Think about your personal safety as well, both physically and online. Think twice about sending sexualised images of yourself to anyone – they would be out of your control forever and it could be dangerous if they fell into the wrong hands. It’s also important to remember that it is illegal to make, send or keep a sexualised image of someone under the age of 18 – even if you’re under 18 yourself, and even if the image is of you! The law has recently changed in this area so you should think very carefully about any kind of intimate images or messages that you may be tempted to send or exchange.

What about me?

The most important thing to remember is that each relationship is unique and there is not one way to be in a relationship; different things work for different people – it’s about figuring out what works for you. Whatever your relationship, it should make you feel good about yourself.

Relationships are central to self-identity. Personal identity and self-esteem often have social origins, and the belief that relationships define the self and that being on one’s own is a sign of personal failure adds pressure to be in relationships.

Friendship is important. And the desire to love and be loved, whether as a friend or an intimate companion, is a drive that defines a person in a way that no disability ever can. Relationships shift and change throughout your life. Not every relationship is ideal and staying in a relationship that is not working for you can be miserable. It is hard to break off a relationship especially if the other person doesn’t want to. However, if you are at the point where you are no longer happy then it is best to end it as kindly as possible.

Useful contacts

Personal relationships and sexual health advice

BISHuk.com

Website that provides information on sexuality, safer sex, relationships and self esteem. Aimed at young people 14+it also provides balanced information around issues such as porn and body image.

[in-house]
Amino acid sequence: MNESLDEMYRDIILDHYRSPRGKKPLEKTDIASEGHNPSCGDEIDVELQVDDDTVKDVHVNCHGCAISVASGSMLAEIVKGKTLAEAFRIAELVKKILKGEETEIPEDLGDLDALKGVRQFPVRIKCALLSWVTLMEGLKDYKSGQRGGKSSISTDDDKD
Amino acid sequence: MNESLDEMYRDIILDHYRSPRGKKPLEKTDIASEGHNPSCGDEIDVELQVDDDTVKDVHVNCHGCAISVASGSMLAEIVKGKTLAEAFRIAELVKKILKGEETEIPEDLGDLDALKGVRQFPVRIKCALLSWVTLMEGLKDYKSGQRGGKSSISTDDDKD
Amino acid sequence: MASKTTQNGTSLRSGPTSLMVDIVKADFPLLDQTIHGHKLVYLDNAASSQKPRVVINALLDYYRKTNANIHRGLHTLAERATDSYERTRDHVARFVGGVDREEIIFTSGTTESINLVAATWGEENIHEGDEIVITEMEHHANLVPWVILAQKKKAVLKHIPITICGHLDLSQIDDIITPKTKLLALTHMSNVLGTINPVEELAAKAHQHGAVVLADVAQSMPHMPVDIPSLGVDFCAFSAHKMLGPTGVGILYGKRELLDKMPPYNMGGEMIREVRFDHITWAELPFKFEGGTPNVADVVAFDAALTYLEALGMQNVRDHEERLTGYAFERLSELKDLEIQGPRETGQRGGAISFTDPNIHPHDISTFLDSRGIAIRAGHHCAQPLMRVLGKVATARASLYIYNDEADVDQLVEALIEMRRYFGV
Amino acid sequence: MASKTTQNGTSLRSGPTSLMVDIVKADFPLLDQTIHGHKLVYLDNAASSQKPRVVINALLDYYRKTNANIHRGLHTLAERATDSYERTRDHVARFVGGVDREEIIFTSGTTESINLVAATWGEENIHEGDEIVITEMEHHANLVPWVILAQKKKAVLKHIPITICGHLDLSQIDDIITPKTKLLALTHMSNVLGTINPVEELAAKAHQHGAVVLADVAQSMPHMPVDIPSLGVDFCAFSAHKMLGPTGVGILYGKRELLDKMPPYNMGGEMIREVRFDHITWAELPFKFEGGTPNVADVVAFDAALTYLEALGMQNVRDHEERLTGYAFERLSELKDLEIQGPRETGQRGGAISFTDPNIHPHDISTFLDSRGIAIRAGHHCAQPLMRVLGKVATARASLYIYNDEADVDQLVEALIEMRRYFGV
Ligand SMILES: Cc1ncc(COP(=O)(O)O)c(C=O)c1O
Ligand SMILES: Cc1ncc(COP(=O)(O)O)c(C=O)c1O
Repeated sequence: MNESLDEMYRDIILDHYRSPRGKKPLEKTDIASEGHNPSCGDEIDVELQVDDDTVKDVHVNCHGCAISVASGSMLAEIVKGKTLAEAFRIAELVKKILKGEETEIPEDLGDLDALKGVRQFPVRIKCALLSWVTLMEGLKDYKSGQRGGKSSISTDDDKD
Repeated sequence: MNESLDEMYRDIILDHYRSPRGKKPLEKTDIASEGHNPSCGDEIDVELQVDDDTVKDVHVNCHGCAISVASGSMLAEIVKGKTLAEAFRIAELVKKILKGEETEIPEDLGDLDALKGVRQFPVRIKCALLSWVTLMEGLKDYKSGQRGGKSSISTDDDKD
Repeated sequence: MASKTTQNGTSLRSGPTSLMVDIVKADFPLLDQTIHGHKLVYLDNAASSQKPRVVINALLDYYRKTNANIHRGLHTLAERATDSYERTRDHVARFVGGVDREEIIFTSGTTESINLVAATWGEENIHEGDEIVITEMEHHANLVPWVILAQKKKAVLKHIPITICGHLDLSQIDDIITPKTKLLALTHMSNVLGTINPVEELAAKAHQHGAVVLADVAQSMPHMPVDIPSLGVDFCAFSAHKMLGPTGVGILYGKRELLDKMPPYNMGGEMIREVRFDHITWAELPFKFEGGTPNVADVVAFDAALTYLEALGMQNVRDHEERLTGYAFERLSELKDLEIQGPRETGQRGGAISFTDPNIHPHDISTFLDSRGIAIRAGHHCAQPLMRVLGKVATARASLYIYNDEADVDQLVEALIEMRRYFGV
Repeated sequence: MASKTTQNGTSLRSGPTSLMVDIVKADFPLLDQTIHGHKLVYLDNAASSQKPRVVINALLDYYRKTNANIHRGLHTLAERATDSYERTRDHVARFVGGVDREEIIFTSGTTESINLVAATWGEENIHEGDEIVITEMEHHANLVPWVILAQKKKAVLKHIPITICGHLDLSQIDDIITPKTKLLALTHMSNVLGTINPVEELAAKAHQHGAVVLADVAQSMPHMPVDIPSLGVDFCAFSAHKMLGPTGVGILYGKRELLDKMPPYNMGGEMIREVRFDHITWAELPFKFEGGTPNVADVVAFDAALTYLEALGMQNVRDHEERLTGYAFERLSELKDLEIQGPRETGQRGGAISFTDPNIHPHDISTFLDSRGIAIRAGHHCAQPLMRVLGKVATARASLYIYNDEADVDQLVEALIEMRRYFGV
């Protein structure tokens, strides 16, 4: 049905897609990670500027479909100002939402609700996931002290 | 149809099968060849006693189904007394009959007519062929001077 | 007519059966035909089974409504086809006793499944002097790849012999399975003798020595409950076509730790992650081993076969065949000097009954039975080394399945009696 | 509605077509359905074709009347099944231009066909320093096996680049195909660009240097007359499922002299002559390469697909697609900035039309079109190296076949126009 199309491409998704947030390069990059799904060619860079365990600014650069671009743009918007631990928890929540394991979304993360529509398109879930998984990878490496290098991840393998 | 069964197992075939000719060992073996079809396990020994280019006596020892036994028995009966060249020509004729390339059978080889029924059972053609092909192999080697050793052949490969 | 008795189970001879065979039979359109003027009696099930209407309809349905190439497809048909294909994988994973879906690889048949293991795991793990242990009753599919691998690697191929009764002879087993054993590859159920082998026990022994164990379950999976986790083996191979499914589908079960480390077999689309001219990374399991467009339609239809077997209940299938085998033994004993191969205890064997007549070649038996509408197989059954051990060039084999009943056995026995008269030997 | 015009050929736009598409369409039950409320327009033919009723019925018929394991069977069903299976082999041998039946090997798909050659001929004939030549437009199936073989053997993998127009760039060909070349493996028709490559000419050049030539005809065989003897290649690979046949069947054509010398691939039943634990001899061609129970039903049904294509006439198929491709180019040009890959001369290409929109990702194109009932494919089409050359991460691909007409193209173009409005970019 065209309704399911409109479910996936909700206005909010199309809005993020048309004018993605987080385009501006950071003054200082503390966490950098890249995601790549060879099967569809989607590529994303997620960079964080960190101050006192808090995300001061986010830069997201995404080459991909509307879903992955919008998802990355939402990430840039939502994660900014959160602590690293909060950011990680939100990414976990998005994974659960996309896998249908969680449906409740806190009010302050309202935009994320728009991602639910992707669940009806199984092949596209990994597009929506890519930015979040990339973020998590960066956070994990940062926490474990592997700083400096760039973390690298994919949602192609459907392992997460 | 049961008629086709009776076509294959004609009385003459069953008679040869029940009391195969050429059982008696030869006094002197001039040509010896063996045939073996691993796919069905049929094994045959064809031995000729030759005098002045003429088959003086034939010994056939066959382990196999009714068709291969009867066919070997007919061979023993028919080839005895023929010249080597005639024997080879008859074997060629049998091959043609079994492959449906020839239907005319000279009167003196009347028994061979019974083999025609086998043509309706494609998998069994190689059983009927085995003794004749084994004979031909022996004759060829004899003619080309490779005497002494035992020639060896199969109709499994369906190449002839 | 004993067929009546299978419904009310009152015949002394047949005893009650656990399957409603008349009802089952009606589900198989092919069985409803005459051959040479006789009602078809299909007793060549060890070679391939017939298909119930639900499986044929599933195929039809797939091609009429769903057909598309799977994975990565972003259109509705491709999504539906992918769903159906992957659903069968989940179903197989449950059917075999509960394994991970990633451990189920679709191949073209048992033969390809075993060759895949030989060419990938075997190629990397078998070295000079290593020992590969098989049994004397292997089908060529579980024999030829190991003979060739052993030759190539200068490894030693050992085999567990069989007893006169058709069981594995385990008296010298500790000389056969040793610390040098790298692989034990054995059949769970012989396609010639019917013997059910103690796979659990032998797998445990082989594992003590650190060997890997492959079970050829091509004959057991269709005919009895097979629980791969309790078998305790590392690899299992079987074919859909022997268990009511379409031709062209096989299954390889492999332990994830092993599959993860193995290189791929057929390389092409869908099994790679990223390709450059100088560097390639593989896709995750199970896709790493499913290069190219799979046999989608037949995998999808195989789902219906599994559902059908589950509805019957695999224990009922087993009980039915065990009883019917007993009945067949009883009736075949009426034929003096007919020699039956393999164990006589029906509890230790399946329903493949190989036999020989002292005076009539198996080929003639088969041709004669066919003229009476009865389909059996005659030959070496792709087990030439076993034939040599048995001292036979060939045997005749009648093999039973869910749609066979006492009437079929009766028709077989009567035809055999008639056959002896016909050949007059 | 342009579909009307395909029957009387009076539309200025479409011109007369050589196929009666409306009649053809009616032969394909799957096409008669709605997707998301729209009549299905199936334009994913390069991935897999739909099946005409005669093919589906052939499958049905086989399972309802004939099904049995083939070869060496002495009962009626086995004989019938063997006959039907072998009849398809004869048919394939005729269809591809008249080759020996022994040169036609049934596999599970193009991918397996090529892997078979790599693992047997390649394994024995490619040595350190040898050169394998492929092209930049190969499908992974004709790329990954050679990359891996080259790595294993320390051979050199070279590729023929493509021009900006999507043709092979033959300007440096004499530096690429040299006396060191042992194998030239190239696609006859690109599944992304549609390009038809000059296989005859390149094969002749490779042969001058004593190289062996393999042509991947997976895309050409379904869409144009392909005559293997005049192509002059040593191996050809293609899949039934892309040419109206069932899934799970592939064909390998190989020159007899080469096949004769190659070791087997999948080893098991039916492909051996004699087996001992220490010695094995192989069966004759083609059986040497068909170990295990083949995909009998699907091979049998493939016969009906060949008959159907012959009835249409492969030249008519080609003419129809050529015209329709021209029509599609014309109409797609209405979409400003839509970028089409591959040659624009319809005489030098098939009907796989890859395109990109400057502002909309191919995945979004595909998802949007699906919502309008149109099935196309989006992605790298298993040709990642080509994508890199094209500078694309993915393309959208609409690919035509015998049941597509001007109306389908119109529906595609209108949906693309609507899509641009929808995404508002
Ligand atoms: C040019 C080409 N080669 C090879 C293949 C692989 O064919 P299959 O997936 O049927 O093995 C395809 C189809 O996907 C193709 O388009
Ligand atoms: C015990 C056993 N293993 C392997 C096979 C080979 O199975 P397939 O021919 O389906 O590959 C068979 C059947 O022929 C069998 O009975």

Brook

http://www.brook.org.uk/ Network of advisory centres and outreach services working across the UK offering free and confidential sexual health advice and contraception to young people under 25. You can also get information on topics like your rights, your body, STIs (sexually transmitted infections) and pregnancy on the website.

Switchboard - the LGBT+ helpline

http://switchboard.lgbt/ Tel: 0300 330 0630 Switchboard provides a one-stop listening service for LGBT+ people on the phone, by email and through Instant Messaging.

Relate

http://www.relate.org.uk/ Tel: 0300 100 1234 Offers advice, relationship counselling, sex therapy, workshops, support groups, mediation, consultations and support – face-to-face, by phone and through their website – to anyone who is worried about personal relationships.

Sex. Worth talking about

www.nhs.uk/worthtalkingabout Information and advice from NHS Choices on contraceptive choices, STIs (sexually transmitted infections), coping with emotions and understanding your body.

FPA (Family Planning Association)

http://www.fpa.org.uk/Nationwide information and education services on all aspects of contraception and sexual health. They can also give details of your nearest source of family planning help and advice and have an online enquiry service. FPA also operates their new ‘FPA Pleasure’ microsite (www.fpapleasure.co.uk), accessible through their main website, which hosts a frank and honest forum about the importance of pleasure for everyone, and has an online store for those interested in exploring sexual pleasure and wellbeing either with a partner or alone.

Personal relationships and disabled people

Focus on Disability

www.focusondisability.org.uk/relationships.html Directory of disability-related information and resources to help you with your sex life, sexual problems and relationships.

Outsiders

http://www.outsiders.org.uk/ Social, peer support and dating club run by and for socially and physically disabled people

Sex and disability helpline: 0707 499 3527 07074 993527 and by email on sexdis@ outsiders.org.uk. It is open 11am to 5pm weekdays.

Online dating and friendship communities

DisabilityMatch.co.uk